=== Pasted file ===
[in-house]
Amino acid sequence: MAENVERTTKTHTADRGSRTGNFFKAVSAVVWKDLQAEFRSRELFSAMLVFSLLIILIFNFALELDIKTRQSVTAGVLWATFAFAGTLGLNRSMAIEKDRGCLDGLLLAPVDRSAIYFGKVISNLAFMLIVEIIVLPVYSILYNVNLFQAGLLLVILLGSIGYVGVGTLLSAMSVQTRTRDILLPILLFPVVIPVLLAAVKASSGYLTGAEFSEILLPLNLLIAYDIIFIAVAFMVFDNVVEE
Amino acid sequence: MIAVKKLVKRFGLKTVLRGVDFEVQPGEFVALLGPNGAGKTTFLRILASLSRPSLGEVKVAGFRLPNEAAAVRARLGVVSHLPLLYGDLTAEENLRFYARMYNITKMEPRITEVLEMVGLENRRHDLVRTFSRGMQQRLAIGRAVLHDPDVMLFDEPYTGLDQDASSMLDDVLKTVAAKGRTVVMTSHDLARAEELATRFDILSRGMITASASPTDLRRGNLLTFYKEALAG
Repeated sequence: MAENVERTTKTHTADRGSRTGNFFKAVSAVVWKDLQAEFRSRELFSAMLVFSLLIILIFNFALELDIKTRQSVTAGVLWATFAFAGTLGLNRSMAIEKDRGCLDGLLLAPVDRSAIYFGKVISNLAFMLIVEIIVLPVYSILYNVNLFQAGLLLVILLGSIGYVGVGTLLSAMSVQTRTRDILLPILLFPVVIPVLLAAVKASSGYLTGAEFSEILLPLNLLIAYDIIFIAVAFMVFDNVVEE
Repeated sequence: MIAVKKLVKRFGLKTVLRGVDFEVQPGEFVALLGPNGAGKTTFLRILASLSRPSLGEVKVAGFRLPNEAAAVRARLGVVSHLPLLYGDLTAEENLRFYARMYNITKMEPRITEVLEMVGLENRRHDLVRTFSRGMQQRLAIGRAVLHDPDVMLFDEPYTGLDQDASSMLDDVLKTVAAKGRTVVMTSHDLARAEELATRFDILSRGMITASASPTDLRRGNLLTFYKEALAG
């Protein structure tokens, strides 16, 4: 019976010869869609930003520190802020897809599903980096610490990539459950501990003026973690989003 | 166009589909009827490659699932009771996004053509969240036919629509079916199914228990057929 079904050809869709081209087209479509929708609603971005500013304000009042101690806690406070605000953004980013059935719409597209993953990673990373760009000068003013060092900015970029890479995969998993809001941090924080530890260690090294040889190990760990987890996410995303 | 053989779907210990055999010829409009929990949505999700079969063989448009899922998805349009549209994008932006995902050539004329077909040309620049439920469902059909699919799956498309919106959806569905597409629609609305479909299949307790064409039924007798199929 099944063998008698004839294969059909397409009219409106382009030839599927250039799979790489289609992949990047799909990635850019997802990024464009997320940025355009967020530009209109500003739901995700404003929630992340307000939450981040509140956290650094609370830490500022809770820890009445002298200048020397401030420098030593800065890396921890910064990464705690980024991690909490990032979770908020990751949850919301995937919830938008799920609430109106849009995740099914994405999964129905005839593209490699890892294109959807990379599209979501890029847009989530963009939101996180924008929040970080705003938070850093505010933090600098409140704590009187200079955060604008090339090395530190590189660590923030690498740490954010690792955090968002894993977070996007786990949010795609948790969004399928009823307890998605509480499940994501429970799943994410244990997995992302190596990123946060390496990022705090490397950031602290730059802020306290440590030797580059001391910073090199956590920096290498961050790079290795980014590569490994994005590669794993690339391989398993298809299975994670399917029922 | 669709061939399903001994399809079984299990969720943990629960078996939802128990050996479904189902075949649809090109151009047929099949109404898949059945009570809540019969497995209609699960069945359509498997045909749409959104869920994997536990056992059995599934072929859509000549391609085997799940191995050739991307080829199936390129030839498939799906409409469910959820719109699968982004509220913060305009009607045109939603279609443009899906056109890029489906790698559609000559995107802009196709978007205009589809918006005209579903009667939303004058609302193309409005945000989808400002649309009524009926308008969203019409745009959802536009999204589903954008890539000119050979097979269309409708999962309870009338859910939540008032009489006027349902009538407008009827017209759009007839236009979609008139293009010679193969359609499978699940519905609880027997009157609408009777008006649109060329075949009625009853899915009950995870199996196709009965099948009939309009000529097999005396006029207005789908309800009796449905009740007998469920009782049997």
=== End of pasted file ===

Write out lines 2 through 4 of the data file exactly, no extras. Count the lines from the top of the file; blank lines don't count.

Amino acid sequence: MAENVERTTKTHTADRGSRTGNFFKAVSAVVWKDLQAEFRSRELFSAMLVFSLLIILIFNFALELDIKTRQSVTAGVLWATFAFAGTLGLNRSMAIEKDRGCLDGLLLAPVDRSAIYFGKVISNLAFMLIVEIIVLPVYSILYNVNLFQAGLLLVILLGSIGYVGVGTLLSAMSVQTRTRDILLPILLFPVVIPVLLAAVKASSGYLTGAEFSEILLPLNLLIAYDIIFIAVAFMVFDNVVEE
Amino acid sequence: MIAVKKLVKRFGLKTVLRGVDFEVQPGEFVALLGPNGAGKTTFLRILASLSRPSLGEVKVAGFRLPNEAAAVRARLGVVSHLPLLYGDLTAEENLRFYARMYNITKMEPRITEVLEMVGLENRRHDLVRTFSRGMQQRLAIGRAVLHDPDVMLFDEPYTGLDQDASSMLDDVLKTVAAKGRTVVMTSHDLARAEELATRFDILSRGMITASASPTDLRRGNLLTFYKEALAG
Repeated sequence: MAENVERTTKTHTADRGSRTGNFFKAVSAVVWKDLQAEFRSRELFSAMLVFSLLIILIFNFALELDIKTRQSVTAGVLWATFAFAGTLGLNRSMAIEKDRGCLDGLLLAPVDRSAIYFGKVISNLAFMLIVEIIVLPVYSILYNVNLFQAGLLLVILLGSIGYVGVGTLLSAMSVQTRTRDILLPILLFPVVIPVLLAAVKASSGYLTGAEFSEILLPLNLLIAYDIIFIAVAFMVFDNVVEE